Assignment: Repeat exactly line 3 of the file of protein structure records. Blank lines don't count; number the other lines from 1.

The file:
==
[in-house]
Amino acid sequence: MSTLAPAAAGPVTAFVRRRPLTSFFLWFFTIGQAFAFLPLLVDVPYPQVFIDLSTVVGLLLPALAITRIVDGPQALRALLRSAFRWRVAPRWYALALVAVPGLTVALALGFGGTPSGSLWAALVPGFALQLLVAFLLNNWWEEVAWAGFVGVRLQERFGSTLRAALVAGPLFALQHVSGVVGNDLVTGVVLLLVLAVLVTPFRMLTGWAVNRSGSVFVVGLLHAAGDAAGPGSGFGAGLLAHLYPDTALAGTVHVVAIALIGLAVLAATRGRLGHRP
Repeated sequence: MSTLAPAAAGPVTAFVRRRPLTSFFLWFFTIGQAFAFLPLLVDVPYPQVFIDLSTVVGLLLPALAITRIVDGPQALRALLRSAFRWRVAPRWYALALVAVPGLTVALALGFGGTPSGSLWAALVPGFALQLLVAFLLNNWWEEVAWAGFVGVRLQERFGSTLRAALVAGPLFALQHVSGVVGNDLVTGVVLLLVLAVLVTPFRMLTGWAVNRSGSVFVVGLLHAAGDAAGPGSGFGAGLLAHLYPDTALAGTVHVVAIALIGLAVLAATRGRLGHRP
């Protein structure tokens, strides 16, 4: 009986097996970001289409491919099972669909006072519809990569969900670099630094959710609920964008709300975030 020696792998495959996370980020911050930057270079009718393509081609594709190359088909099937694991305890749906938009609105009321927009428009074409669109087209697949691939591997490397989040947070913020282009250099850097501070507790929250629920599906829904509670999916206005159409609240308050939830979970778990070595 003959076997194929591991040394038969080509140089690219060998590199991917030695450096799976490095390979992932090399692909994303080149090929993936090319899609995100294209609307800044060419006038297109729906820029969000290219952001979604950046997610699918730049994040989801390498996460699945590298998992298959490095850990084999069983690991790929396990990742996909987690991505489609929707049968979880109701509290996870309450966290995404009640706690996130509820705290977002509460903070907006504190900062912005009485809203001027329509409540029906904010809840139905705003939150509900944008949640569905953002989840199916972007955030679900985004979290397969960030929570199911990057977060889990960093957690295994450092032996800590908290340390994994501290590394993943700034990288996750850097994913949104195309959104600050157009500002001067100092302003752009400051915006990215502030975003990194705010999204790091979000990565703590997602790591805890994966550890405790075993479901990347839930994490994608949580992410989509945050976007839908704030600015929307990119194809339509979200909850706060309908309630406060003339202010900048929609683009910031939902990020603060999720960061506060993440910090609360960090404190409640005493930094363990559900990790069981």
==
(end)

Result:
Repeated sequence: MSTLAPAAAGPVTAFVRRRPLTSFFLWFFTIGQAFAFLPLLVDVPYPQVFIDLSTVVGLLLPALAITRIVDGPQALRALLRSAFRWRVAPRWYALALVAVPGLTVALALGFGGTPSGSLWAALVPGFALQLLVAFLLNNWWEEVAWAGFVGVRLQERFGSTLRAALVAGPLFALQHVSGVVGNDLVTGVVLLLVLAVLVTPFRMLTGWAVNRSGSVFVVGLLHAAGDAAGPGSGFGAGLLAHLYPDTALAGTVHVVAIALIGLAVLAATRGRLGHRP